Theresa May announces a snap election outside 10 Downing Street in London (AP Photo/Alastair Grant)
Theresa May announces a snap election outside 10 Downing Street in London (AP Photo/Alastair Grant)

The UK general election will help determine just what kind of Brexit the country is heading toward. It may be soft. It may be hard. Or it may end up broken.

If the opinion polls are trustworthy, Prime Minister Theresa May’s Conservative Party will have a huge victory on June 8. That prospect alone is enough to tempt any politician. But fear may also have motivated her decision to call for a vote now. The tribulations of the Brexit negotiations will be a severe test of her current narrow majority.

The talks will undoubtedly expose the fundamental problem with leaving the European Union — it is a thoroughly bad idea. Well, that is not quite fair. Brexit is justly endorsed by those people who think fictions about national sovereignty are more important than domestic prosperity, regional peace and global respect.

In last year’s referendum, the core of the “Remain” vote were the young and the well-educated. As the talks progress, their wisdom will become clear.

It is worth remembering that May was once one of them. She could well want to use a stronger position in Parliament to get approval for as soft a Brexit as is politically palatable. She might even be harbouring thoughts of an ultra-soft Brexit, a withdrawal in name but not in substance. She would certainly need strong parliamentary backing to get away with that, because the Daily Mail and The Sun, powerful newspapers and rabid supporters of Brexit, really do prefer to trade in myth rather than truth.

Investors seem to think May is a Brexit softie at heart. In response to the election announcement they bid up the pound, which has been the bellwether of market sentiment on Brexit. Theirs might be wishful thinking. The prime minister has not talked much about her European plans, but when she does, she usually shows the wild fervour of the newly converted.

Psychologically, a body-snatching by the forces of foolish nationalism is all too plausible. Most British people of May’s generation and social class have a strong and visceral English identity, while their support of the European Union was never more than intellectual and qualified. This psychological mix lies behind the national elite’s passive acceptance of May’s decision to go full steam ahead into Brexit. It may well also lie behind that decision itself.

Even if May herself has not been fully persuaded of the virtues of a hard exit — a departure that could leave the United Kingdom scrambling to do any trade with Europe — Conservative Party politics push her in the direction of economic and cultural self-harm.

She does not have to worry about former Remainers in her party. The referendum aftermath showed they will follow the prevailing current. But Brexit fanatics are a real concern. They account for no more than 10 percent of the voters and are far from a majority among Conservative Party members. But what they lack in numbers they make up for in zeal.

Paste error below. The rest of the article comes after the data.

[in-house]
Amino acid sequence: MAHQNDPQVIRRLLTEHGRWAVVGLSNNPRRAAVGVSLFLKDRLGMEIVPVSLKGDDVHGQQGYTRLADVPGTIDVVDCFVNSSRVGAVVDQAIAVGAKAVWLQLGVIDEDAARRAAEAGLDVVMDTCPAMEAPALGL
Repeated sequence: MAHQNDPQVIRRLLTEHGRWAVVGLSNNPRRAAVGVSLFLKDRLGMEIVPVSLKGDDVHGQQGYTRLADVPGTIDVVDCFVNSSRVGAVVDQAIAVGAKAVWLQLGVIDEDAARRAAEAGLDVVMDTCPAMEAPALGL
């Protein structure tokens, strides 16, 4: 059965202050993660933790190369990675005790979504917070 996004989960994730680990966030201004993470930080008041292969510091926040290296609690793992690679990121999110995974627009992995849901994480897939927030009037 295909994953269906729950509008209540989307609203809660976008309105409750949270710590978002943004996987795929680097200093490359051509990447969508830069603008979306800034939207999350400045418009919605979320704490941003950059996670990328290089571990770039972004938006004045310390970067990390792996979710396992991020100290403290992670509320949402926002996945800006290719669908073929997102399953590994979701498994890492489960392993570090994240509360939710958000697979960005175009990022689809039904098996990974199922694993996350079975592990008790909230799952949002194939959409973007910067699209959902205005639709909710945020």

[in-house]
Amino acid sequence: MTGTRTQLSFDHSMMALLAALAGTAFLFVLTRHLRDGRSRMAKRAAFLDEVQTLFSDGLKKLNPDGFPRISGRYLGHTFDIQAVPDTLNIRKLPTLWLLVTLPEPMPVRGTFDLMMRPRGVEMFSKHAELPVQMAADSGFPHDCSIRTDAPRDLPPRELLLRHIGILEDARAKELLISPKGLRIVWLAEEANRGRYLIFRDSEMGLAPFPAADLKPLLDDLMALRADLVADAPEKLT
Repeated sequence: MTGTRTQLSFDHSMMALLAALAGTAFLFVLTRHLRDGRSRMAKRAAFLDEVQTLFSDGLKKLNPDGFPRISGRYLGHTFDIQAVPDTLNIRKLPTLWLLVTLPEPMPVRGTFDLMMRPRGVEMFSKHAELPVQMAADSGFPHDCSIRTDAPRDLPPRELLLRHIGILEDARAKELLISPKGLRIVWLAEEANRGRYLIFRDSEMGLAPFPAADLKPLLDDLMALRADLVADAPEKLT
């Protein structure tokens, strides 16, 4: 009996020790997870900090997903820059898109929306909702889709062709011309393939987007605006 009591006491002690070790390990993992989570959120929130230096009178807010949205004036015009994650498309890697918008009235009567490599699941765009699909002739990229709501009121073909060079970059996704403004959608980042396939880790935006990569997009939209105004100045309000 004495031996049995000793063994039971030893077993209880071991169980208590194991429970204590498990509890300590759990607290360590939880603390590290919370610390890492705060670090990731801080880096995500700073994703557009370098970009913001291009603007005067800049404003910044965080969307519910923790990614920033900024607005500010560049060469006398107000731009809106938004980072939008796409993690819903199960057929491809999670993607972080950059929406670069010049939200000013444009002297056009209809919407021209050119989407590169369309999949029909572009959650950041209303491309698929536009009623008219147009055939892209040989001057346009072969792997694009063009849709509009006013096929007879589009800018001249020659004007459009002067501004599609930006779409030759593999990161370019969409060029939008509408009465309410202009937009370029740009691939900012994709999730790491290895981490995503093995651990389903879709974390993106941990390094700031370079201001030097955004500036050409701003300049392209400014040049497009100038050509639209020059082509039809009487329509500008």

May is obliged to appease them because they are like the Bolsheviks at the beginning of the Russian Revolution. Inspired by messianic self-confidence and abetted by inept opposition, the minority group has taken control.

The Soviet analogy is not some Remain slander. It was the Daily Mail that paraphrased Lenin. In 1918, the Russian revolutionary said, “As for the saboteurs, we shall crush them”; the Mail’s headline announcing the election was: “Crush the Saboteurs.” But Great Britain is not in the desperate straits of pre-revolutionary Tsarist Russia. A full Bolshevik-style takeover by anti-EU fanatics is not a historical inevitability.

The recent American precedent is intriguing. When Donald Trump was elected president, many observers saw Brexit II. They thought the rising historical tide of nationalism and authoritarianism would support the rapid imposition of radical policies. So far, such plans have mostly been stymied by the courts, Congress and the common sense of many of Trump’s counsellors. Trumpism still resides in the White House, but its momentum may well have peaked.

The Brexit drive could suffer a similar decomposition. Only a small change in sentiment is needed to create a popular majority in favour of the former elite consensus. Simple demographics suggest that the 48 percent of the voters who felt that way last year would now be closer to 50 percent. The young were more for staying and the old more for leaving, so death and coming of age push toward “Remain,” all other things being equal.

The potential anti-Brexit bloc lacks a charismatic leader. There is no British equivalent to Emmanuel Macron, the unabashedly pro-EU front-runner in the French presidential election. He created his own political movement, taking advantage of the unpopularity of the existing groupings. The UK system is also stale, and many voters currently feel ignored. If a bold politician can motivate them, either before or after this election, Brexit may yet be broken.

About the Author

Edward Hadas was economics editor at Thomson Reuters, where he continues to contribute to Reuters Breakingviews. He also worked on the Financial Times’ influential Lex column, following 25 years as a financial analyst with firms like Morgan Stanley and Putnam Investments. Edward has degrees in philosophy, classics and mathematics from Oxford University and Columbia University and an MBA from SUNY Binghamton.

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